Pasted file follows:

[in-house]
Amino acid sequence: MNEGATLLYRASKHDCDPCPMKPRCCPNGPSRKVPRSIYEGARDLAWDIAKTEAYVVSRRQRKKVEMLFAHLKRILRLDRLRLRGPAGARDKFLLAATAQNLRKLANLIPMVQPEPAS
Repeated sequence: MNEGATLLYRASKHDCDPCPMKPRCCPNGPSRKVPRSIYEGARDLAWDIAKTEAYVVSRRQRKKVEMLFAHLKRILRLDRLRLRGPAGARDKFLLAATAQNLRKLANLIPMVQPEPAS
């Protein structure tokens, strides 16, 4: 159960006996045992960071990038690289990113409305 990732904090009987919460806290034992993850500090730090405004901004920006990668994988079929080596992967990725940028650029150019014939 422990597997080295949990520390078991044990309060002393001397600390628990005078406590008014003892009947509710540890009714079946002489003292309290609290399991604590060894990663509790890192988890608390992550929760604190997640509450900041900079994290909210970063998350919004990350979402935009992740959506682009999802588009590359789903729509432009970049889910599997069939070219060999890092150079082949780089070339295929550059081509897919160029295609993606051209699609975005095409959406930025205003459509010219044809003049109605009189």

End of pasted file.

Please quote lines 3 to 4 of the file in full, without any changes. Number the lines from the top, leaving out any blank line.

Repeated sequence: MNEGATLLYRASKHDCDPCPMKPRCCPNGPSRKVPRSIYEGARDLAWDIAKTEAYVVSRRQRKKVEMLFAHLKRILRLDRLRLRGPAGARDKFLLAATAQNLRKLANLIPMVQPEPAS
């Protein structure tokens, strides 16, 4: 159960006996045992960071990038690289990113409305 990732904090009987919460806290034992993850500090730090405004901004920006990668994988079929080596992967990725940028650029150019014939 422990597997080295949990520390078991044990309060002393001397600390628990005078406590008014003892009947509710540890009714079946002489003292309290609290399991604590060894990663509790890192988890608390992550929760604190997640509450900041900079994290909210970063998350919004990350979402935009992740959506682009999802588009590359789903729509432009970049889910599997069939070219060999890092150079082949780089070339295929550059081509897919160029295609993606051209699609975005095409959406930025205003459509010219044809003049109605009189």